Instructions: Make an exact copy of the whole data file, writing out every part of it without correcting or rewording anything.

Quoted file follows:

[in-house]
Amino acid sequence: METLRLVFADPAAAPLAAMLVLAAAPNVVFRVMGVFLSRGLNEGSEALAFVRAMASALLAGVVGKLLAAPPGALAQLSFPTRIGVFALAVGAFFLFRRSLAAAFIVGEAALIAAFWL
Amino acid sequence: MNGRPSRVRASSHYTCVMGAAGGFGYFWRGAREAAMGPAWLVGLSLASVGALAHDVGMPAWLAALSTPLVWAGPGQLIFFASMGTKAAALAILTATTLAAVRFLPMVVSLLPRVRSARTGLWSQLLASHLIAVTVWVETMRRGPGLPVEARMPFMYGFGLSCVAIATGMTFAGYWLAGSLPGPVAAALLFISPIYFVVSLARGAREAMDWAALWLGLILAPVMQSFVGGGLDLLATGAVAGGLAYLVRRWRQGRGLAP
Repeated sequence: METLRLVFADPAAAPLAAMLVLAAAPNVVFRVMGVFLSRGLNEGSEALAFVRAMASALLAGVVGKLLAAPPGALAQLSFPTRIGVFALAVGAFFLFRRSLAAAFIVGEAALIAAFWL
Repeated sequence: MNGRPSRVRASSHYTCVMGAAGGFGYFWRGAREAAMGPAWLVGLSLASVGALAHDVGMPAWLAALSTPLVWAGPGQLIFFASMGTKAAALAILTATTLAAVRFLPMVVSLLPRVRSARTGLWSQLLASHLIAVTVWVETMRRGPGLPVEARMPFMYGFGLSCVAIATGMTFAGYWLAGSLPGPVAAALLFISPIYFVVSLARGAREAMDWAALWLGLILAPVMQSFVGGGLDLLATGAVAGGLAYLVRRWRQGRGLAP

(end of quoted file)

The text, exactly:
[in-house]
Amino acid sequence: METLRLVFADPAAAPLAAMLVLAAAPNVVFRVMGVFLSRGLNEGSEALAFVRAMASALLAGVVGKLLAAPPGALAQLSFPTRIGVFALAVGAFFLFRRSLAAAFIVGEAALIAAFWL
Amino acid sequence: MNGRPSRVRASSHYTCVMGAAGGFGYFWRGAREAAMGPAWLVGLSLASVGALAHDVGMPAWLAALSTPLVWAGPGQLIFFASMGTKAAALAILTATTLAAVRFLPMVVSLLPRVRSARTGLWSQLLASHLIAVTVWVETMRRGPGLPVEARMPFMYGFGLSCVAIATGMTFAGYWLAGSLPGPVAAALLFISPIYFVVSLARGAREAMDWAALWLGLILAPVMQSFVGGGLDLLATGAVAGGLAYLVRRWRQGRGLAP
Repeated sequence: METLRLVFADPAAAPLAAMLVLAAAPNVVFRVMGVFLSRGLNEGSEALAFVRAMASALLAGVVGKLLAAPPGALAQLSFPTRIGVFALAVGAFFLFRRSLAAAFIVGEAALIAAFWL
Repeated sequence: MNGRPSRVRASSHYTCVMGAAGGFGYFWRGAREAAMGPAWLVGLSLASVGALAHDVGMPAWLAALSTPLVWAGPGQLIFFASMGTKAAALAILTATTLAAVRFLPMVVSLLPRVRSARTGLWSQLLASHLIAVTVWVETMRRGPGLPVEARMPFMYGFGLSCVAIATGMTFAGYWLAGSLPGPVAAALLFISPIYFVVSLARGAREAMDWAALWLGLILAPVMQSFVGGGLDLLATGAVAGGLAYLVRRWRQGRGLAP